RANGO Add To My Top 10
The Spirit of the West
Release Date: March 04, 2011
Audience: Older pre-teenagers to adults
Runtime: 107 minutes
Distributor: Nickelodeon/Paramount Pictures/Viacom
Director: Gore Verbinski
Executive Producer: Tim Headington
Writer: John Logan
Address Comments To:Sumner Redstone, Chairman/CEO, Viacom
Brad Grey, Chairman/CEO
John Lesher, President, Paramount Film Group
5555 Melrose Avenue
Los Angeles, CA 90038-3197
Phone: (323) 956-5000
Filmed like a live-action homage to comic westerns, RANGO begins on a modern desert highway. A bored, lonely pet chameleon in an aquarium imagines he’s a great actor. He passes the time by staging elaborate fantasy scenarios with the inanimate objects in his tank, including the torso of a Barbie doll, a plastic fish and a plastic palm tree.
A near accident sends the aquarium flying onto the road and smashing into pieces, with the unfortunate lizard uncontrollably riding one of the pieces of glass down the road. After getting his bearings under the blazing, relentless desert sun, the lizard runs into an armadillo, who points him to the nearest town, a town called Dirt. The armadillo tells him briefly about “the Spirit of the West” who rides in a white chariot. I’ll see you again on “the other side” – of the road, the armadillo adds, though the meaning is intentionally ambiguous.
Somewhere outside the town, the lizard runs into a large drainpipe that seems to have been recently wet. There is no water to drink, however, so he continues walking.
The lizard finally arrives in Dirt, which looks like a decrepit version of a western town from an old movie. He tries to get some water at the local saloon, but the only thing available is cactus juice; and, a very bad cactus juice at that.
Using his innate acting abilities, the lizard introduces himself as Rango and concocts an elaborate lie about how tough he is. He claims to have killed the notorious Jenkins Brothers with just one shot. After telling the story, he stands up to the town bully, Bad Bill. A gunfight begins, but a hawk interrupts, and Rango finally manages to fire a shot that knocks down a large tower, killing the hawk.
The excited townsfolk take Rango to the town mayor, a loquacious turtle confined to a wheelchair. The mayor offers Rango the job of sheriff, and Rango accepts.
One night, while patrolling the town, Rango unwittingly directs three moles to the town bank, where the people keep what little water they have left. The next morning, with the bank’s water tank gone, Rango deflects the people’s attention away from his unwitting part in the heist and forms a posse to go after the moles.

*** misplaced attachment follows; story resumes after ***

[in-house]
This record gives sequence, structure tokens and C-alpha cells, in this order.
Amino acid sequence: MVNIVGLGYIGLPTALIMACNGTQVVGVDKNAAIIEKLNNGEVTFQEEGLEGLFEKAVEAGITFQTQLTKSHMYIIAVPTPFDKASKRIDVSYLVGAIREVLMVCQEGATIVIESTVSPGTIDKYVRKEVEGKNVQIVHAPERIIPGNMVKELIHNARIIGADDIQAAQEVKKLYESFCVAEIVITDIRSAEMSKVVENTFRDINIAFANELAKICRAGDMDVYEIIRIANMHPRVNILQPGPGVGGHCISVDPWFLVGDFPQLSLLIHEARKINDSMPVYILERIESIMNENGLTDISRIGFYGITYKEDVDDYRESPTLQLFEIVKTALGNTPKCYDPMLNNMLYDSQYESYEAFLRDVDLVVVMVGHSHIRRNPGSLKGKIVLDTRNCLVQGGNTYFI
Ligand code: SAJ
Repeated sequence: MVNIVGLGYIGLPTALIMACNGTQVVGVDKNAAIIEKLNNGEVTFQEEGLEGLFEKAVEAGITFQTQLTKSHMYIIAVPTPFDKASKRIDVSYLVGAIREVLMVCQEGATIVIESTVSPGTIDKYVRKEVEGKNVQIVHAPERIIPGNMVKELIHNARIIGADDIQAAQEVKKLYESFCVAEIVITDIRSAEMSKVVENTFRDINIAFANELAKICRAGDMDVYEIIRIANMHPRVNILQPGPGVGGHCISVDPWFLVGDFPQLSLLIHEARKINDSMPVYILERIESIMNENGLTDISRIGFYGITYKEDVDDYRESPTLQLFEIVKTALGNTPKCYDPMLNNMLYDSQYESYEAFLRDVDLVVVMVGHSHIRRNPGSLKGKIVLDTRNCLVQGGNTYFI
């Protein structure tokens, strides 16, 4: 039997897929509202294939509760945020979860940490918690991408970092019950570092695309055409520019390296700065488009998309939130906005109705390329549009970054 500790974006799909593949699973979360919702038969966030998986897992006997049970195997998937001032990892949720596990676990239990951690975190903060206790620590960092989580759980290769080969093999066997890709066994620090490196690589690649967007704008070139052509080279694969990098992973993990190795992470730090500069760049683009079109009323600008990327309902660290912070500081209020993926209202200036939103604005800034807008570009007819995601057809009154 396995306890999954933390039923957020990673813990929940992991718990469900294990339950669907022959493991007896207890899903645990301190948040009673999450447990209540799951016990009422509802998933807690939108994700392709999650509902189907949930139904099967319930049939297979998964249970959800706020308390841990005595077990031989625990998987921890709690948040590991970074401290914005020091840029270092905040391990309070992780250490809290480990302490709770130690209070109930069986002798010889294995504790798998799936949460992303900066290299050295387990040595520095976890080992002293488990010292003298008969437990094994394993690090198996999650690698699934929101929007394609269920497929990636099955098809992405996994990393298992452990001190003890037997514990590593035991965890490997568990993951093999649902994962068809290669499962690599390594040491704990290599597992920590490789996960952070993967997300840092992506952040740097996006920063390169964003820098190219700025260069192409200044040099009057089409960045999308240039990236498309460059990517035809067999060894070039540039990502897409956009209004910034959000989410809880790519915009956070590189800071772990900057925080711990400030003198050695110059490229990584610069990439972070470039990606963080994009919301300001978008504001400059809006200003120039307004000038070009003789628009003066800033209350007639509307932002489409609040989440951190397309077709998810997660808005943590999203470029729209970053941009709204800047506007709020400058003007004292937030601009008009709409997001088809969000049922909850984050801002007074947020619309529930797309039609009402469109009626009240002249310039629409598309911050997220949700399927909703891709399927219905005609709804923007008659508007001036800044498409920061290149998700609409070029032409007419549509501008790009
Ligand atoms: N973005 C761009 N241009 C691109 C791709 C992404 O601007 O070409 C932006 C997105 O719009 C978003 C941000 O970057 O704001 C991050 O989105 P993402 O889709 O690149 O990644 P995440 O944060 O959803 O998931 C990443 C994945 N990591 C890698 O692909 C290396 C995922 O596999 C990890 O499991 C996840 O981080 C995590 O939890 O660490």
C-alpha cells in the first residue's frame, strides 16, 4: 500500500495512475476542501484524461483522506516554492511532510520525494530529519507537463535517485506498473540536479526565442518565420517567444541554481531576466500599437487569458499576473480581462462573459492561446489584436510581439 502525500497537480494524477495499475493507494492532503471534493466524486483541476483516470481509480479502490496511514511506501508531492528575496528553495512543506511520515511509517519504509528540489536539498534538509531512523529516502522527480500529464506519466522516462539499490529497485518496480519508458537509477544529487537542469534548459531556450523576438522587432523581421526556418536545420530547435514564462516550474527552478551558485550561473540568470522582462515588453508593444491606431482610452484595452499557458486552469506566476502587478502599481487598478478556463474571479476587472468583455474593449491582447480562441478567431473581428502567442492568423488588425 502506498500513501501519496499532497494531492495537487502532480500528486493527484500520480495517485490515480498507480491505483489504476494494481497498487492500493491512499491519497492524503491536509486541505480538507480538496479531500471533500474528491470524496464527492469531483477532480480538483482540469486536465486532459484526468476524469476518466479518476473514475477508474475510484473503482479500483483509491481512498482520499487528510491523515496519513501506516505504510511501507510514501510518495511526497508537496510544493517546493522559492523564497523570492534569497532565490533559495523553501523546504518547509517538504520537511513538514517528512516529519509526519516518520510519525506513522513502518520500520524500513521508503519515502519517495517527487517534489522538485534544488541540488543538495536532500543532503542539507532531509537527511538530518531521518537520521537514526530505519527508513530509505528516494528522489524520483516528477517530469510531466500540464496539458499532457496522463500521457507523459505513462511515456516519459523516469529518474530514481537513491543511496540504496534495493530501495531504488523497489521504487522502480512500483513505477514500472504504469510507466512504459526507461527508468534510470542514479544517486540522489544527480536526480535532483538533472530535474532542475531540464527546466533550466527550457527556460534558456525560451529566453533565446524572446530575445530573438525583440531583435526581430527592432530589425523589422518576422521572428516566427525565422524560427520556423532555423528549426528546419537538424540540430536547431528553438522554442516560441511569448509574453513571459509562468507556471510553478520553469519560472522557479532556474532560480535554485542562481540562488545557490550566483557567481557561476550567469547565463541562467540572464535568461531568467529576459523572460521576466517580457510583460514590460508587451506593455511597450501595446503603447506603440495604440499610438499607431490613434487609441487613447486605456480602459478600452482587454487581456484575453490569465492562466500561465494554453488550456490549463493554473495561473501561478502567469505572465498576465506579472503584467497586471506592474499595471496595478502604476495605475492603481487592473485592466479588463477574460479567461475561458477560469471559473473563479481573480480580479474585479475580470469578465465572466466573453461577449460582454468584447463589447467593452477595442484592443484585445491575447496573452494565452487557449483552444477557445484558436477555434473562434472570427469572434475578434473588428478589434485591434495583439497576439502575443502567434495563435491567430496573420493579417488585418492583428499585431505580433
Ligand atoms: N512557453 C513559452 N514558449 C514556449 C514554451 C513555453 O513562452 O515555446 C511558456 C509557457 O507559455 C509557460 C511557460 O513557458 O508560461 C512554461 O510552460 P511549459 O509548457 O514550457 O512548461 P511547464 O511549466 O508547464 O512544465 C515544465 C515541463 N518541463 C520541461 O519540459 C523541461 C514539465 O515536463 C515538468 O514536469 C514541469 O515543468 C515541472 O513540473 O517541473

After a huge chase and fight sequence, Rango and the posse discover that the bank’s water tank was already empty when the moles stole it. Rango suspects that the empty water tank, the mysterious drainpipe and the disappearing water are all connected. What he finds out will test his own courage and integrity. After getting advice from “the Spirit of the West,” Rango determines to set things right.
RANGO is a comedy, and it’s a western. As such, it’s full of many a homage to spaghetti westerns like FOR A FEW DOLLARS MORE and comic westerns like CAT BALLOU, with some references to CHINATOWN thrown into the mix. The end result is hilarious, fun, exciting, witty, clever, delightfully quirky, wonderfully winsome, and thoroughly engaging.
The animation itself is a giant leap forward in the art. It’s done like a live-action movie with vivid characterizations and colorful, asymmetrical drawings that make each character a unique creation. Everything, however, serves the story and the characters, which is how it should be.
RANGO ultimately has a strong Christian, redemptive worldview with a very strong moral sensibility. There are even some overt and indirect references to God, including the Christian worldview that permeated the Old West in the United States. Although Rango is a teller of very tall tales, his lies are eventually exposed. Along the way, he learns his real divine purpose in life – a life of helping others, specifically the people of Dirt. Thus, the lizard introduced in the beginning of the movie does indeed become Rango, a real hero. In fact, it is the “Spirit of the West” that informs Rango of his true purpose, in a rather clever way that’s both religious and non-religious.
There is a lot of western violence in RANGO, including a scary snake villain who’s the henchman of the lead villain. There are also some obscenities, including a few “h” words and one “d” word that the snake uses with Rango’s love interest. Consequently, MOVIEGUIDE® advises caution for some older pre-adolescents. RANGO is not a movie for all ages, but it is a very entertaining, good-natured, albeit at times absurdly droll, movie for older children and up, including western fans.
All sorts of funny movie references are thrown into this delightful mix of western adventure, comedy, wit, and general kookiness. Although Rango is a teller of very tall tales, his lies are eventually exposed. Along the way, he learns his real purpose in life – to courageously help others. The animation in RANGO is cutting edge. There is, however, some brief foul language and lots of western action violence, including a scary snake villain. RANGO is not a movie for all ages, but it’s a good movie for older children and up.